Torn or badly sprained muscles can stop you in your tracks and sideline any further participation in sport. Read on for more on what to do when these common and potentially debilitating injuries occur.
Acute(sudden onset) muscle injury is characterized by muscle pain caused by micro-tears in the muscle.
How does a torn or injured muscle present?
- Commonly these injuries occur during sports such as running, soccer and football as a result of muscle weakness, fatigue or a sudden unexpected movement
- Sudden sharp pain occurs that often requires you stop your sport
- Immediately following the injury, the muscle becomes painful during contraction or stretching and the area can be bruised or swollen and is usually tender to pressure
What does current research support as the best treatment?
New guidelines for soft tissue injury suggest to apply the new acronym PEACE and LOVE.
For the first 72 hours, you should:
- Protect the area by resting, avoiding any stretching and strengthening to prevent further damage to the muscle.
- Elevate the injured site above heart level to help drain swelling out of the injured site.
- Avoid anti-inflammatories. Inflammation happening in your muscle helps promote optimal recovery and the use of anti-inflammatories can affect the tissue healing. The use of ice is also questioned. If it helps you, continue to apply ice, but if you don’t feel the need to, it might be better to skip on it.
- Compress the area with taping or tensile bandage to help limit internal tissue bleeding.
- Educate clients on the benefits of an active approach to recovery.
Following any acute injury, characterized by a trauma, the human body has a phenomenal capacity to heal the torn muscle by itself. The injured muscle fibres should heal in 6-8 weeks. However, proper rehabilitation can be key during the healing to optimize muscles recovery and optimal return to sport.
When should you start physiotherapy?
Some studies suggest that early rehabilitation (starting 3 days after the injury) reduces the time between the injury and return to sports compared to delayed intervention (9 days) (Ref 3). Consulting a physiotherapist 2-3 days after the injury has been suggested to reduce recovery time compared to starting rehabilitation 9 days after the injury.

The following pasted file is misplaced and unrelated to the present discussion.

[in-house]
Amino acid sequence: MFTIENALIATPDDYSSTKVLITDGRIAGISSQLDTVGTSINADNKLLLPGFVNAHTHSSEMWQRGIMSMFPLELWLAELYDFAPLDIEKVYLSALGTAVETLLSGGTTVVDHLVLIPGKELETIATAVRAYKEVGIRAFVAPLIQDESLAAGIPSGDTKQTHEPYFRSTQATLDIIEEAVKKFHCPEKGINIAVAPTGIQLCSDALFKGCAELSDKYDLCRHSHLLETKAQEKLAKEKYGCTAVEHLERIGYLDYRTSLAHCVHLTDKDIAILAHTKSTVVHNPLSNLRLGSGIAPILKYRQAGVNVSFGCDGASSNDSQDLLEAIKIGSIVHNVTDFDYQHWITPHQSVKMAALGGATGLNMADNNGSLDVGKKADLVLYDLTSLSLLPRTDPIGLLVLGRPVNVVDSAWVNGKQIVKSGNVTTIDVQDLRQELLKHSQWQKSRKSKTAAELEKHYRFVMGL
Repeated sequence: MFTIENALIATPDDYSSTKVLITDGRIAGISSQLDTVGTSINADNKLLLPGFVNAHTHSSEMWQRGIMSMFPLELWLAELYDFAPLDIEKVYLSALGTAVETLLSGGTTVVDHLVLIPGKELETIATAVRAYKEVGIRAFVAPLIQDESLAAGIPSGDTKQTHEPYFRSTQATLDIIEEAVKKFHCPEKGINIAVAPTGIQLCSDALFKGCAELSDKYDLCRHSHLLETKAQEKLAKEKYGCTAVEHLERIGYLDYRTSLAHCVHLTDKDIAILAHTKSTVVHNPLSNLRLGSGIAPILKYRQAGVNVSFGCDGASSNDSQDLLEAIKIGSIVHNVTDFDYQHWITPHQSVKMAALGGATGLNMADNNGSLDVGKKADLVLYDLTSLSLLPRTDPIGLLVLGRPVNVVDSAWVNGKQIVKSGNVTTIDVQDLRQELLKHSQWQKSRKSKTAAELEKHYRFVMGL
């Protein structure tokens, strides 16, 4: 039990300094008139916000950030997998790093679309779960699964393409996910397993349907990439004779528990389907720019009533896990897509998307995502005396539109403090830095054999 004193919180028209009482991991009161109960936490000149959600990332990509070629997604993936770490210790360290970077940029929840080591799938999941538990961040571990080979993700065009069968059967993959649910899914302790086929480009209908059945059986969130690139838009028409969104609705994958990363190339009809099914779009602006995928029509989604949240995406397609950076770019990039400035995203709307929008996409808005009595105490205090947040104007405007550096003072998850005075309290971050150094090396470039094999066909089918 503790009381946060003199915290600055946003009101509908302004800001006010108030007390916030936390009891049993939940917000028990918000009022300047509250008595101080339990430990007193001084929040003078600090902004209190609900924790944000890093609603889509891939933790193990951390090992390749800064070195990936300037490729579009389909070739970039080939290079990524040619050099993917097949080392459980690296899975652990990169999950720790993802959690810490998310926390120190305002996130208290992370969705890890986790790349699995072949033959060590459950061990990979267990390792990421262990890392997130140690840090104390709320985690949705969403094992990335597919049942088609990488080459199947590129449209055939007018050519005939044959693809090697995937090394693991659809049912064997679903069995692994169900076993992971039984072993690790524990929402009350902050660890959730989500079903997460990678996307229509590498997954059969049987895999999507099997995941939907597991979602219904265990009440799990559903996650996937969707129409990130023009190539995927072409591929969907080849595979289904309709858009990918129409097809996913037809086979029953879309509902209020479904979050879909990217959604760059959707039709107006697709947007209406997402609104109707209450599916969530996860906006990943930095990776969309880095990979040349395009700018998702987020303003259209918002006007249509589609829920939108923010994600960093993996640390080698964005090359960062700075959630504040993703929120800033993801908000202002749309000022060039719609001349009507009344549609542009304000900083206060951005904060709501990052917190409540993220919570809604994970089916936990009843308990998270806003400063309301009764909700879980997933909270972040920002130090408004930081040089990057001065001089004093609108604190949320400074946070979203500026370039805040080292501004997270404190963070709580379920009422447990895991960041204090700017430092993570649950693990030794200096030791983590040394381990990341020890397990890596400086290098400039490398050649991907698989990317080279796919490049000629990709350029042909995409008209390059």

After 3 days or when pain decreased, you should:
- Load the painful area, contracting the muscle for 5 seconds and the release and repeat. In the first days, pain should be avoided or minimized to a level of 3/10 during the contraction and should not get worse with repetitions (Ref 1).
- Optimism. Stay optimistic towards your recovery – this will have a positive influence on your healing process.
- Vascularization (Blood flow). Ensure the area gets the blood flow it needs – Quickly engaging in a cardio-vascular activity that doesn’t exacerbate your symptoms is the best way to increase blood flow to the painful area and promote recovery.
- Exercise. Specific exercise (not complete rest!) is the best way to rehabilitate an acute muscle injury to restore optimal strength and flexibility.
In order to ensure the best result from your rehabilitation, it is always wise to consult with a registered physiotherapist. We can individualize your assessment and tailor your rehabilitation plan to your specific injury needs and the demands of your sport in order to minimize the amount of time you are away from your sport and prevent recurrence of the injury down the road.
By Florence Charbonneau-Dufresne, M.Sc.(PT), FCAMPT
1. Bayer, Monika L; Magnusson, S. Peter; Kjaer, Michael (2017). Early versus Delayed Rehabilitation after Acute Muscle Injury. The New England Journal of Medicine, Volume 377, Issue 13.
2. Dubois, B., & Esculier, J. (2019). Soft-tissue injuries simply need PEACE and LOVE. British Journal of Sports Medicine, bjsport-101253. doi:10.1136/bjsports-2019-101253
3. Hickey, J. T., Timmins, R. G., Maniar, N., Rio, E., Hickey, P. F., Pitcher, C. A., Opar, D. A. (2019). Pain-free versus pain-threshold rehabilitation following acute hamstring strain injury: A randomized controlled trial. The Journal of Orthopaedic and Sports Physical Therapy, 1-35. doi:10.2519/jospt.2019.8895
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